When it comes to money, today’s law students have a lot to think about. You’ll soon face a wide variety of financial concerns—including saving, investments, insurance, taxes, retirement, and estate planning. A qualified financial planning professional can assess every aspect of your financial life and help you develop a detailed strategy for meeting your financial goals. If you decide to hire a financial professional, take your time and choose carefully.
Before Hiring Anyone, Ask Specific Questions
Before you hire any financial professional, you should decide what services you are looking for. Ask about the services the planner provides, how much those services cost, and how the advisor or planner gets paid. It’s smart to ask:
- What experience do you have with people in my circumstances? Do you have a particular area of specialization (student loans, investments, retirement planning, etc.)?
What products and services do you offer?
What licenses do you hold? Are you registered with the Securities and Exchange Commission (SEC), a state, or the Financial Industry Regulatory Authority (FINRA)?
How are you paid for your services? What is your usual hourly rate, flat fee, or commission?
Have you ever been disciplined by any government regulator or sued by a client?
Consider Compensation Models
There are two primary compensation models for financial professionals: “fee-only” and “commission-based.” Each model has strengths and weaknesses, so consider your personal goals and needs when deciding which fits you best. A planner may charge:
- a percentage of the value of the assets they manage for a client;
an hourly fee;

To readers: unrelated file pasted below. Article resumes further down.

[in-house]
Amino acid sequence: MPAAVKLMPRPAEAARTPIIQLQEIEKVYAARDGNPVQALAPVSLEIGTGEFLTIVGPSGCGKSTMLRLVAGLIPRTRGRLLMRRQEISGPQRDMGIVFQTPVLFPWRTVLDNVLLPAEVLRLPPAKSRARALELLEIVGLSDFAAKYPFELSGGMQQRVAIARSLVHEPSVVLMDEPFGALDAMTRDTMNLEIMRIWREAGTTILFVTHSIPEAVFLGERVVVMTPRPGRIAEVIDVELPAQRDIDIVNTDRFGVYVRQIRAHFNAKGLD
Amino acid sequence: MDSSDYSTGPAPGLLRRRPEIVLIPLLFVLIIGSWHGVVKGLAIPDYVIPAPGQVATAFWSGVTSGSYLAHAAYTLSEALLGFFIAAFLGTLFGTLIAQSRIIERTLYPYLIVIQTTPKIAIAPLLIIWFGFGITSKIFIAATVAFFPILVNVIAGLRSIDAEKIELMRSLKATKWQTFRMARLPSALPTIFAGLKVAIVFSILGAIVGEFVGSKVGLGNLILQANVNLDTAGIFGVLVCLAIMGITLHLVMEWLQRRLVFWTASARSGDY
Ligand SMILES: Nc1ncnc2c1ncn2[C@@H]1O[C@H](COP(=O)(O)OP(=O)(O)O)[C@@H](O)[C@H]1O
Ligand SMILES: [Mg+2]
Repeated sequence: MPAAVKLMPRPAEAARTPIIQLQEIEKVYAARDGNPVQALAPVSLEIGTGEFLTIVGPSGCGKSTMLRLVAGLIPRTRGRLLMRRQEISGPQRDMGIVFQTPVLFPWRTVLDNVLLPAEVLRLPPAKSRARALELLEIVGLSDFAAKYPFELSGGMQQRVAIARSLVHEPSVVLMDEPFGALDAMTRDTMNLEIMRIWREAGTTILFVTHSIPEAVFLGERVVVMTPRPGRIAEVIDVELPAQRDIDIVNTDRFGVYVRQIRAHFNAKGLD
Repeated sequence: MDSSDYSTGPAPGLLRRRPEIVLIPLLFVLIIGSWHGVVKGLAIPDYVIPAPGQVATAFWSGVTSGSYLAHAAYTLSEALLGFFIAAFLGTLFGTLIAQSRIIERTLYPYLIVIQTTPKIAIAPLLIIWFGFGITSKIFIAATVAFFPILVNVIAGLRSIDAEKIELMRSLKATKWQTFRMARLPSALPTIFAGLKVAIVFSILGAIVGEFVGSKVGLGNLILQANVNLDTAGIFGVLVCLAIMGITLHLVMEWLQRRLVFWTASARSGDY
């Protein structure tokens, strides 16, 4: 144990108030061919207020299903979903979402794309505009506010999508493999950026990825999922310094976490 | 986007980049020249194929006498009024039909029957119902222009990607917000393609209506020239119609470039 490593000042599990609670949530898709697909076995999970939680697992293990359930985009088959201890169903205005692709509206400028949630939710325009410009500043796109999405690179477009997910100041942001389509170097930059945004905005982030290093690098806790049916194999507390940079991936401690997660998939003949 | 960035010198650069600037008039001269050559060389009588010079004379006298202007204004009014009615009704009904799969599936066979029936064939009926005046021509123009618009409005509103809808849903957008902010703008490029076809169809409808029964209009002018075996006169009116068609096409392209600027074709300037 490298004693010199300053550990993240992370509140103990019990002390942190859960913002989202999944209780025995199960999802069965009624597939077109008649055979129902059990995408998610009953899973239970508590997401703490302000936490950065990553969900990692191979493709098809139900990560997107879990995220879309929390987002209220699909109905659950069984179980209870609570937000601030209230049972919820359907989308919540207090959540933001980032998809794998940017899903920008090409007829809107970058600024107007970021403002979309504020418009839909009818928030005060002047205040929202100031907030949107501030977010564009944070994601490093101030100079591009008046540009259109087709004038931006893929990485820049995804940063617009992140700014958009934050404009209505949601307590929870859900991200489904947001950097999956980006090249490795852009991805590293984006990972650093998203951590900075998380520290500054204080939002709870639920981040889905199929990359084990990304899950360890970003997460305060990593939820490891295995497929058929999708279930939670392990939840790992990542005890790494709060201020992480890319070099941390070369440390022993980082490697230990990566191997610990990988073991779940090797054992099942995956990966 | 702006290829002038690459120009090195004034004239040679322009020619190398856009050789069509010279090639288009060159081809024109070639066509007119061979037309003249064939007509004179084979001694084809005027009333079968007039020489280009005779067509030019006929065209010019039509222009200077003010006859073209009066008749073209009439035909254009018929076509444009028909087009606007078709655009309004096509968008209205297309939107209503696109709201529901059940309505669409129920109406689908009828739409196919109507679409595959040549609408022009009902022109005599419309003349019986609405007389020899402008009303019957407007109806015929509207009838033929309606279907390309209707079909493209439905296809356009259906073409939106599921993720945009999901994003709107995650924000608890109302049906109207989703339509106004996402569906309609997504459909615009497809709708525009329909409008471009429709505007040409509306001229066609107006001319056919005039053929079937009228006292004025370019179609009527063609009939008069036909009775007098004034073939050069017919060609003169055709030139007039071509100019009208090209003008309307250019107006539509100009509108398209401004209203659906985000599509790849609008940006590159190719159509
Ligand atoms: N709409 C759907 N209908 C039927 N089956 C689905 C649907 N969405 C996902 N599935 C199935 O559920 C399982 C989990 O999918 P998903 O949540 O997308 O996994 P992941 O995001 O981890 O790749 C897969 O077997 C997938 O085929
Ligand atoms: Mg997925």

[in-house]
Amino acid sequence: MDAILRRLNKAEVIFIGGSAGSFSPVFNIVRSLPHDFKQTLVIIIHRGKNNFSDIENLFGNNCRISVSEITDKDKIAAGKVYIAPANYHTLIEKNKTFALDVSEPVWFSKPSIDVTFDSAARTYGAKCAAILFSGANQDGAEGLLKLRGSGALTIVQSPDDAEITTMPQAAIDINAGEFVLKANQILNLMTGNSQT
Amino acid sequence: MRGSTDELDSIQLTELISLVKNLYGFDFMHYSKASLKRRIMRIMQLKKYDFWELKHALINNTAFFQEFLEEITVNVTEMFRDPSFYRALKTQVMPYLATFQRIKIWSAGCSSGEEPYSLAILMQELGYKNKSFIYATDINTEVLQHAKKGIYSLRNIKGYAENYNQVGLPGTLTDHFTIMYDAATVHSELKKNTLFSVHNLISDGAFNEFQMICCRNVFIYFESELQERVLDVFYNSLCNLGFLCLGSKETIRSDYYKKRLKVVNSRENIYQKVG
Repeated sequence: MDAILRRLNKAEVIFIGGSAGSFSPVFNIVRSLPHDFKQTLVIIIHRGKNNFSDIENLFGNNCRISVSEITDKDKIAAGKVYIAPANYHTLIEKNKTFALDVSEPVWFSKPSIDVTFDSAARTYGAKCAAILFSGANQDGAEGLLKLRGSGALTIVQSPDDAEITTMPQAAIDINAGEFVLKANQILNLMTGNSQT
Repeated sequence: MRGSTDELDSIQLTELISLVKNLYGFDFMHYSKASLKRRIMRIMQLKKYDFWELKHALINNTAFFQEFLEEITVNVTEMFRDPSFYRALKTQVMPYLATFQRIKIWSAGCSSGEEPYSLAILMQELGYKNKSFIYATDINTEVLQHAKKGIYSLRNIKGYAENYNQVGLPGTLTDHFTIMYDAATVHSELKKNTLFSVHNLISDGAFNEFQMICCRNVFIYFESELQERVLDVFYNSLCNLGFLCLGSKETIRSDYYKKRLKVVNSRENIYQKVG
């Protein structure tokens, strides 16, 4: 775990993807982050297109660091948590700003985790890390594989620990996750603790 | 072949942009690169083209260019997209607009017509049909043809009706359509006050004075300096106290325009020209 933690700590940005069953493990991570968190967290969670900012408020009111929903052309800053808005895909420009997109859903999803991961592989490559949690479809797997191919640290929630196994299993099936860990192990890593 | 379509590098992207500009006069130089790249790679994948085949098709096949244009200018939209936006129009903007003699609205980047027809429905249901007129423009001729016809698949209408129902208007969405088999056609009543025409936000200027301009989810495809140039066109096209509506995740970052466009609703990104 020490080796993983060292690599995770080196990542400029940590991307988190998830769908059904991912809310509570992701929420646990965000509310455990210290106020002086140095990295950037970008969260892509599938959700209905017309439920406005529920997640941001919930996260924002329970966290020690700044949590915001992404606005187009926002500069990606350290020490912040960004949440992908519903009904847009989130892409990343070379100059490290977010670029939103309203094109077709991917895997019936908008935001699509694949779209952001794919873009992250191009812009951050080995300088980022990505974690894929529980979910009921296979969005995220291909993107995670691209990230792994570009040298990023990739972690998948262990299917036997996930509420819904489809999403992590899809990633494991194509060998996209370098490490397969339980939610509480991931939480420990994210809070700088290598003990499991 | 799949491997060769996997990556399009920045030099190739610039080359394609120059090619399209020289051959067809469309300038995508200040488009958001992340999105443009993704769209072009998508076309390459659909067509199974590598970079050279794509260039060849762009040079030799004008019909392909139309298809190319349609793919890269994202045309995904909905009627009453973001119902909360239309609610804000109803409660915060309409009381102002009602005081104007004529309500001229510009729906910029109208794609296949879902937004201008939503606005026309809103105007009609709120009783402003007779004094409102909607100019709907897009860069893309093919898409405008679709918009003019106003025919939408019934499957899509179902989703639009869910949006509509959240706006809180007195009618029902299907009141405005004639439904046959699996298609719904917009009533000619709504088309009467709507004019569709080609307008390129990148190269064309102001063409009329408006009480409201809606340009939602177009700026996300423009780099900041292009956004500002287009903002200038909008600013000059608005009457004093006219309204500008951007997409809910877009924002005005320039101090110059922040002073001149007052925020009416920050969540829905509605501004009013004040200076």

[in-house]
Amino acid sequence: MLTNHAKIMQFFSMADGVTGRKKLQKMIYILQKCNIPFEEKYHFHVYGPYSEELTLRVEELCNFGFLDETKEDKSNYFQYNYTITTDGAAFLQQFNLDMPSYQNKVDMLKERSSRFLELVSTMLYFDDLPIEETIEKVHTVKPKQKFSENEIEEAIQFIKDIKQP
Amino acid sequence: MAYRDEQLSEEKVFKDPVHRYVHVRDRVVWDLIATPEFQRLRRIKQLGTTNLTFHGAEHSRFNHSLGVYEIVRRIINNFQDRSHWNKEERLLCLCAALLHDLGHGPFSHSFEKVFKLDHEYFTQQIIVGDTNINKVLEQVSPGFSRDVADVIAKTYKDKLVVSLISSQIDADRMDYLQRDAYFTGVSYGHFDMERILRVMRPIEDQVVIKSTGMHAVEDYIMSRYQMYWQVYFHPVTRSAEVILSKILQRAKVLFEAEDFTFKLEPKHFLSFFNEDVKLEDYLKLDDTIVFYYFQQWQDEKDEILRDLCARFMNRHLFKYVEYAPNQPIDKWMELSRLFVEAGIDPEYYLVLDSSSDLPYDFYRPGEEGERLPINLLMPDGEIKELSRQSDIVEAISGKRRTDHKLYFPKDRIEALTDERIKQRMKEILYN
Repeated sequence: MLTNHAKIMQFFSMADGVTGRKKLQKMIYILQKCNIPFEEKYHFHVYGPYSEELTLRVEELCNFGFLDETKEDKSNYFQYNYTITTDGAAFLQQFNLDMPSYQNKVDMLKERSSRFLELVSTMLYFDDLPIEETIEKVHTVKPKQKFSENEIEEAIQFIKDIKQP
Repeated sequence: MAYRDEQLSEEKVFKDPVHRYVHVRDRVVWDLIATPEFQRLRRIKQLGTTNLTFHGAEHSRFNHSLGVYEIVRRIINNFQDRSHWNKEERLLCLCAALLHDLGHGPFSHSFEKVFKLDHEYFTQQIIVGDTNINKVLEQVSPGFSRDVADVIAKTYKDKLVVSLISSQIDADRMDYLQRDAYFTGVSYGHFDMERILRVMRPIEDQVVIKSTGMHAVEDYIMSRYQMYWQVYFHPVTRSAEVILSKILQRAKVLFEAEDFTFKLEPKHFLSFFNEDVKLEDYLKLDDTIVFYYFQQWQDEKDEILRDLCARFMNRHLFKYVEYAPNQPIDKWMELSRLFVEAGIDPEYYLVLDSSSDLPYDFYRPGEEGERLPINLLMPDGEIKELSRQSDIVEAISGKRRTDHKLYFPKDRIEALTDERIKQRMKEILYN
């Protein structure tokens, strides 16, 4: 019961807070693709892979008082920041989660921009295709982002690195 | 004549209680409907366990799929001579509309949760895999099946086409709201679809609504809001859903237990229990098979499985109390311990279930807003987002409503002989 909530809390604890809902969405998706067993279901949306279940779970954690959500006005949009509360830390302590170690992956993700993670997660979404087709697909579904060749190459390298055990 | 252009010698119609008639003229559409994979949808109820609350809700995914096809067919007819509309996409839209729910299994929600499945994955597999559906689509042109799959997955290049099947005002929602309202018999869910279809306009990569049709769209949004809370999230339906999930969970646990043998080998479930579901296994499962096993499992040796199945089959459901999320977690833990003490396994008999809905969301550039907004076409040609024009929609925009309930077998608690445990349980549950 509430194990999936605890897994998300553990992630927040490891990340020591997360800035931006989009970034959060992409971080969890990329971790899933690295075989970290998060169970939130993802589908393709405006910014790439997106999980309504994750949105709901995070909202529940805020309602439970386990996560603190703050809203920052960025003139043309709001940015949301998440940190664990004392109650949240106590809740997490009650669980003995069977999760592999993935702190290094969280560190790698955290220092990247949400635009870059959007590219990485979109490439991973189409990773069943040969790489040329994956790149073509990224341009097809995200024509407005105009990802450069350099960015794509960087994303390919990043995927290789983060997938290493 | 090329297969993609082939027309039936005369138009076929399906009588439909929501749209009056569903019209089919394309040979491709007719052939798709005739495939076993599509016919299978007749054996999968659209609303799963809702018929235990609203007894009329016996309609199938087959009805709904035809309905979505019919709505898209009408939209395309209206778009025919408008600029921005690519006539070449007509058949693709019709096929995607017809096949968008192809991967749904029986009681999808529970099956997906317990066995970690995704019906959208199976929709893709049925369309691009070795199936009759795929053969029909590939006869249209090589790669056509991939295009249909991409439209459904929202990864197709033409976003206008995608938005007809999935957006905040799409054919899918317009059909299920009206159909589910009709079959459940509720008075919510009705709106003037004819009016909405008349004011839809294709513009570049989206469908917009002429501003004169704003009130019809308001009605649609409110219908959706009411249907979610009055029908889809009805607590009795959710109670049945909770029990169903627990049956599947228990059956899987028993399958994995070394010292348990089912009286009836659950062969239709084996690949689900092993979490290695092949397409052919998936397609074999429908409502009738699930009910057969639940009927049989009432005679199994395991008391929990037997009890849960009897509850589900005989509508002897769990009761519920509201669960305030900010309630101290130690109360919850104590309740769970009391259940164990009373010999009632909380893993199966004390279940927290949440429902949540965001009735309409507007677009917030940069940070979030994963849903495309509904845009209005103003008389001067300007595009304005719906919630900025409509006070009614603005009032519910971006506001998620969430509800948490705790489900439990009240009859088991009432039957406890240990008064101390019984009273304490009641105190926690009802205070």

a fixed fee;
a commission on the financial products they sell; or
some combination of the above.
Commission-based agents receive compensation based on the referral of a client’s business to specific products and transactions. Some commission-based agents may include planning services without additional charge or may require an additional fee for planning services. “Fee-only” agents do not accept compensation based on product sales. Before settling on a particular advisor, be sure you understand how he or she is paid.
Understand Licensing and Credentials
Financial professionals may have one or more professional designations or credentials. For example:
- Certified Financial Planner (CFP)
Registered Investment Advisor (RIA)
Investment Advisor Representative (IAR)
Chartered Retirement Planning Counselor (CRPC)
Accredited Investment Fiduciary (AIF)
Learn more and compare professional designations on the FINRA website at www.finra.org/investors/… sionalDesignations/Designations Lookup.
If you have student loan debt, be aware that not all financial professionals have education and experience in managing complex student loan portfolios. If managing student debt is a priority for you, ask specifically about any prospective advisor’s knowledge of student loan repayment plans and forgiveness provisions.
Beware of Unscrupulous “Debt Relief” Companies
Begin learning about your student loans by speaking with your school’s financial aid office, reviewing information on loan consolidation, loan forgiveness, and repayment plans on studentaid.ed.gov, and contacting your student loan servicing company.
Watch out for companies claiming to provide debt relief charging fees for basic transactions that you can do yourself for free. For example, some companies charge upfront consolidation fees as high as $999 or 1 percent of the loan balance (whichever is higher); “enrollment” or “subscription” fees up to $600; or monthly account “maintenance” fees as high as $50 per month. Student loan borrowers can consolidate for free through http://studentloans.gov (and consolidation isn’t even a good strategy for many of today’s law students).
Review Advisor’s Form ADV
Form ADV is the uniform registration form required by the SEC and state securities authorities. Form ADV contains key information about the advisor’s business and any disciplinary events as well as a narrative about the types of advisory services offered, the fee schedule, conflicts of interest, and the educational background of key advisory personnel. Filings are available on the SEC’s Investment Adviser Public Disclosure (IAPD) website.
Vol. 43 No. 4